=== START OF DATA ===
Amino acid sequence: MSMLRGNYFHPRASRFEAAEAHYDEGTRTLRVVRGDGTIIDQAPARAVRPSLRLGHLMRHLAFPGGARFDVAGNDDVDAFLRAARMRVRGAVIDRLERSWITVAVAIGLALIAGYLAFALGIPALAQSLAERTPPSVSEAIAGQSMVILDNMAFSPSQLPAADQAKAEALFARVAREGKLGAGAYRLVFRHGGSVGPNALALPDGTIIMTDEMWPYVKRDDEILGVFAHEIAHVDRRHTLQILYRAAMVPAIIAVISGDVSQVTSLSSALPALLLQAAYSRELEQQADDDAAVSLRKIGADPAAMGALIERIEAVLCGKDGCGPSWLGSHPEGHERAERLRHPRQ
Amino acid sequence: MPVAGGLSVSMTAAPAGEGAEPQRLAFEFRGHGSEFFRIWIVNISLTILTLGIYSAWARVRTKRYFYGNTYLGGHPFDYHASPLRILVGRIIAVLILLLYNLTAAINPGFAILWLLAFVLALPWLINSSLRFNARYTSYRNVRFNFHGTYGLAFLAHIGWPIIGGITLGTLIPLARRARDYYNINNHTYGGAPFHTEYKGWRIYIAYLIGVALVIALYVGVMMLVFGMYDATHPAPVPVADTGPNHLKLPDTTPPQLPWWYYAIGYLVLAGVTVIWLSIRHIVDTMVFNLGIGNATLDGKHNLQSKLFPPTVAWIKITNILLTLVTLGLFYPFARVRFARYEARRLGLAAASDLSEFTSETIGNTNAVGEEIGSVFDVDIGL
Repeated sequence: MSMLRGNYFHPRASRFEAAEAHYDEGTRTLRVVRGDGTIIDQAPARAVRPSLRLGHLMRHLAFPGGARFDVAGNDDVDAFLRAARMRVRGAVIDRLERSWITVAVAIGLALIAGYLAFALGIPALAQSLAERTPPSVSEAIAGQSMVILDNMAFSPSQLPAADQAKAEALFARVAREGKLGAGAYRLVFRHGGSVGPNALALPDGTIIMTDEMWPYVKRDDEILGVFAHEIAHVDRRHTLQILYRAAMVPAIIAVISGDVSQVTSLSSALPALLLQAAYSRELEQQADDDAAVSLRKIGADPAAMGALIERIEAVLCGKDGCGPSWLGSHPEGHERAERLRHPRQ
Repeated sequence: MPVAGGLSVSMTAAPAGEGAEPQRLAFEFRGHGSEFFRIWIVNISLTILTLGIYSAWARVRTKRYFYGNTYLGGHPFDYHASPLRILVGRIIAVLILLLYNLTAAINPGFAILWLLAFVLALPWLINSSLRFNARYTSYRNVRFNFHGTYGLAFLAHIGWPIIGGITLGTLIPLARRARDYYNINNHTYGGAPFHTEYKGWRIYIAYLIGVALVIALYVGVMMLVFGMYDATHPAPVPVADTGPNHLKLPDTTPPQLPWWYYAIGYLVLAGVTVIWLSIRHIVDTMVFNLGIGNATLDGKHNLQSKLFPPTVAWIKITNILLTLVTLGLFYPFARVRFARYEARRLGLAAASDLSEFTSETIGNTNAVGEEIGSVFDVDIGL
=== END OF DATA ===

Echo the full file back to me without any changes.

Amino acid sequence: MSMLRGNYFHPRASRFEAAEAHYDEGTRTLRVVRGDGTIIDQAPARAVRPSLRLGHLMRHLAFPGGARFDVAGNDDVDAFLRAARMRVRGAVIDRLERSWITVAVAIGLALIAGYLAFALGIPALAQSLAERTPPSVSEAIAGQSMVILDNMAFSPSQLPAADQAKAEALFARVAREGKLGAGAYRLVFRHGGSVGPNALALPDGTIIMTDEMWPYVKRDDEILGVFAHEIAHVDRRHTLQILYRAAMVPAIIAVISGDVSQVTSLSSALPALLLQAAYSRELEQQADDDAAVSLRKIGADPAAMGALIERIEAVLCGKDGCGPSWLGSHPEGHERAERLRHPRQ
Amino acid sequence: MPVAGGLSVSMTAAPAGEGAEPQRLAFEFRGHGSEFFRIWIVNISLTILTLGIYSAWARVRTKRYFYGNTYLGGHPFDYHASPLRILVGRIIAVLILLLYNLTAAINPGFAILWLLAFVLALPWLINSSLRFNARYTSYRNVRFNFHGTYGLAFLAHIGWPIIGGITLGTLIPLARRARDYYNINNHTYGGAPFHTEYKGWRIYIAYLIGVALVIALYVGVMMLVFGMYDATHPAPVPVADTGPNHLKLPDTTPPQLPWWYYAIGYLVLAGVTVIWLSIRHIVDTMVFNLGIGNATLDGKHNLQSKLFPPTVAWIKITNILLTLVTLGLFYPFARVRFARYEARRLGLAAASDLSEFTSETIGNTNAVGEEIGSVFDVDIGL
Repeated sequence: MSMLRGNYFHPRASRFEAAEAHYDEGTRTLRVVRGDGTIIDQAPARAVRPSLRLGHLMRHLAFPGGARFDVAGNDDVDAFLRAARMRVRGAVIDRLERSWITVAVAIGLALIAGYLAFALGIPALAQSLAERTPPSVSEAIAGQSMVILDNMAFSPSQLPAADQAKAEALFARVAREGKLGAGAYRLVFRHGGSVGPNALALPDGTIIMTDEMWPYVKRDDEILGVFAHEIAHVDRRHTLQILYRAAMVPAIIAVISGDVSQVTSLSSALPALLLQAAYSRELEQQADDDAAVSLRKIGADPAAMGALIERIEAVLCGKDGCGPSWLGSHPEGHERAERLRHPRQ
Repeated sequence: MPVAGGLSVSMTAAPAGEGAEPQRLAFEFRGHGSEFFRIWIVNISLTILTLGIYSAWARVRTKRYFYGNTYLGGHPFDYHASPLRILVGRIIAVLILLLYNLTAAINPGFAILWLLAFVLALPWLINSSLRFNARYTSYRNVRFNFHGTYGLAFLAHIGWPIIGGITLGTLIPLARRARDYYNINNHTYGGAPFHTEYKGWRIYIAYLIGVALVIALYVGVMMLVFGMYDATHPAPVPVADTGPNHLKLPDTTPPQLPWWYYAIGYLVLAGVTVIWLSIRHIVDTMVFNLGIGNATLDGKHNLQSKLFPPTVAWIKITNILLTLVTLGLFYPFARVRFARYEARRLGLAAASDLSEFTSETIGNTNAVGEEIGSVFDVDIGL